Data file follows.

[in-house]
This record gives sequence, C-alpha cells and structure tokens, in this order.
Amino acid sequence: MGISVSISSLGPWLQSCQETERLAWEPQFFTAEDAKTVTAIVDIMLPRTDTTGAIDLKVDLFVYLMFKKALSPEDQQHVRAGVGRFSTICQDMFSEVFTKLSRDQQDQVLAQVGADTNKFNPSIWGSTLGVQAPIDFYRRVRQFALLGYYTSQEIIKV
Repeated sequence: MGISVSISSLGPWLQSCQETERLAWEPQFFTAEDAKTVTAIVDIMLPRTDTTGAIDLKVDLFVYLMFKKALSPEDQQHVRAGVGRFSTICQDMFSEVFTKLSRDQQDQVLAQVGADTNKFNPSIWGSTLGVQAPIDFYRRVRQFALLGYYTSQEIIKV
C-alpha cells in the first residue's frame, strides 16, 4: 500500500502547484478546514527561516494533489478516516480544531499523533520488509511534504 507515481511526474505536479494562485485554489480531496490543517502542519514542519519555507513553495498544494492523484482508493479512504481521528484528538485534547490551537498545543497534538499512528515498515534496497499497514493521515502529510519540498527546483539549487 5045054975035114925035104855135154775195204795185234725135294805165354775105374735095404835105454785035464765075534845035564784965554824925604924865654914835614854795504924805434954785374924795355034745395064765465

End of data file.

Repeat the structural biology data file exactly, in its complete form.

[in-house]
This record gives sequence, C-alpha cells and structure tokens, in this order.
Amino acid sequence: MGISVSISSLGPWLQSCQETERLAWEPQFFTAEDAKTVTAIVDIMLPRTDTTGAIDLKVDLFVYLMFKKALSPEDQQHVRAGVGRFSTICQDMFSEVFTKLSRDQQDQVLAQVGADTNKFNPSIWGSTLGVQAPIDFYRRVRQFALLGYYTSQEIIKV
Repeated sequence: MGISVSISSLGPWLQSCQETERLAWEPQFFTAEDAKTVTAIVDIMLPRTDTTGAIDLKVDLFVYLMFKKALSPEDQQHVRAGVGRFSTICQDMFSEVFTKLSRDQQDQVLAQVGADTNKFNPSIWGSTLGVQAPIDFYRRVRQFALLGYYTSQEIIKV
C-alpha cells in the first residue's frame, strides 16, 4: 500500500502547484478546514527561516494533489478516516480544531499523533520488509511534504 507515481511526474505536479494562485485554489480531496490543517502542519514542519519555507513553495498544494492523484482508493479512504481521528484528538485534547490551537498545543497534538499512528515498515534496497499497514493521515502529510519540498527546483539549487 5045054975035114925035104855135154775195204795185234725135294805165354775105374735095404835105454785035464765075534845035564784965554824925604924865654914835614854795504924805434954785374924795355034745395064765465